Louie Palu (Canadian, b. 1968). U.S. Marine Gysgt. Carlos "OJ" Orjuela, age 31, Garmsir District, Helmand Province, Afghanistan, from Project: Home Front, 2008. Inkjet print, artist's proof, 21½ x 14¼ in. (54.6 x 36.2 cm). The Museum of Fine Arts, Houston, gift of Joan Morgenstern. © Photographer Louie Palu
November 8, 2013–February 2, 2014
WAR/PHOTOGRAPHY: Images of Armed Conflict and Its Aftermath explores the experience of war with an unprecedented collection of 400 photographic prints, books, magazines, albums, and camera equipment, bringing together iconic and unknown images taken by members of the military, commercial portraitists, journalists, amateurs, artists, and numerous Pulitzer Prize–winning photographers.
Including the work of some 255 photographers from around the globe who have covered conflicts over the last 166 years, WAR/PHOTOGRAPHY examines the interrelationship between war and photography, reveals the evolution of the medium by which war is recorded and remembered, and explores the range of experience of armed conflict: recruitment, training, embarkation, daily routine, battle, death and destruction, homecoming, and remembrance. In addition to depicting the phases of war, WAR/PHOTOGRAPHY includes portraits of servicemen, military and political leaders, and civilians and refugees.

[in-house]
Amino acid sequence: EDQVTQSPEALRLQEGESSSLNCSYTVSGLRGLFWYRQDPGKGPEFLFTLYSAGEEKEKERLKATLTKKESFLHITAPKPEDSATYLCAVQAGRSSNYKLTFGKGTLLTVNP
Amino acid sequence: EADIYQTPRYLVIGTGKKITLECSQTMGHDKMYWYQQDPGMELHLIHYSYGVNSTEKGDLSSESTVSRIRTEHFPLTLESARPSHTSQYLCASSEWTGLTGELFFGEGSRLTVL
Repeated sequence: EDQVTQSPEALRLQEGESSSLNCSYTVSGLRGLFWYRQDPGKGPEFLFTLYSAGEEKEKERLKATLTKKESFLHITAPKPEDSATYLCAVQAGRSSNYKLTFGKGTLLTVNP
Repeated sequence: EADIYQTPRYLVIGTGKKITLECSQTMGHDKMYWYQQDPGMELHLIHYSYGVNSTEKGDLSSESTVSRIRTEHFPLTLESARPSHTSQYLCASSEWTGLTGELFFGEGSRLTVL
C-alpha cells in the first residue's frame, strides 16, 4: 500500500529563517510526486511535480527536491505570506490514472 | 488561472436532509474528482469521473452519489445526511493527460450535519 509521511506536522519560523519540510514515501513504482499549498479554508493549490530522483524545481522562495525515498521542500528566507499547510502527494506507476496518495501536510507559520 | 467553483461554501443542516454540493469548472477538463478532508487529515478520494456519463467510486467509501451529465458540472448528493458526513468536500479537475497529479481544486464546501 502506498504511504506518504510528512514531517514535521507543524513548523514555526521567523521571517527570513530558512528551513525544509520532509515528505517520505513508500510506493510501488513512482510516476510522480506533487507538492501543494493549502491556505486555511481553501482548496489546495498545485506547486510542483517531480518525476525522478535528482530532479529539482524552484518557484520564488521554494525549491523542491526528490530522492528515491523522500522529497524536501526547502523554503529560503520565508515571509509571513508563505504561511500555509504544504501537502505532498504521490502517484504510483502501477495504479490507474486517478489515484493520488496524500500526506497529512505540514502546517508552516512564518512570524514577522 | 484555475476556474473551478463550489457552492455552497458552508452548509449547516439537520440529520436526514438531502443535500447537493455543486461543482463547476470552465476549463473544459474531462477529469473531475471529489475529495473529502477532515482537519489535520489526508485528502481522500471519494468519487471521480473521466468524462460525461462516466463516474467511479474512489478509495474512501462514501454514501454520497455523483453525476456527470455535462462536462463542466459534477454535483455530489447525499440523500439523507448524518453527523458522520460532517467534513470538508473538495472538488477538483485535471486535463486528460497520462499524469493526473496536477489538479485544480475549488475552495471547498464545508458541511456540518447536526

The objects on view include rare daguerreotypes and vintage photographs, such as Roger Fenton’s iconic The Valley of the Shadow of Death (1855) from the Crimean War and an early print of Joe Rosenthal’s Old Glory Goes Up on Mount Suribachi, Iwo Jima. More recent images include a 2008 photograph of the Battle Company of the 173rd Airborne Brigade in eastern Afghanistan by Tim Hetherington.
WAR/PHOTOGRAPHY: Images of Armed Conflict and Its Aftermath has been organized by the Museum of Fine Arts, Houston, curatorial team of Anne Wilkes Tucker, Will Michels, and Natalie Zelt. The Brooklyn presentation is organized by Tricia Laughlin Bloom, Associate Curator of Exhibitions, Brooklyn Museum.
Generous support for the exhibition in Brooklyn has been provided by the Robert Mapplethorpe Foundation and the Martha A. and Robert S. Rubin Exhibition Fund.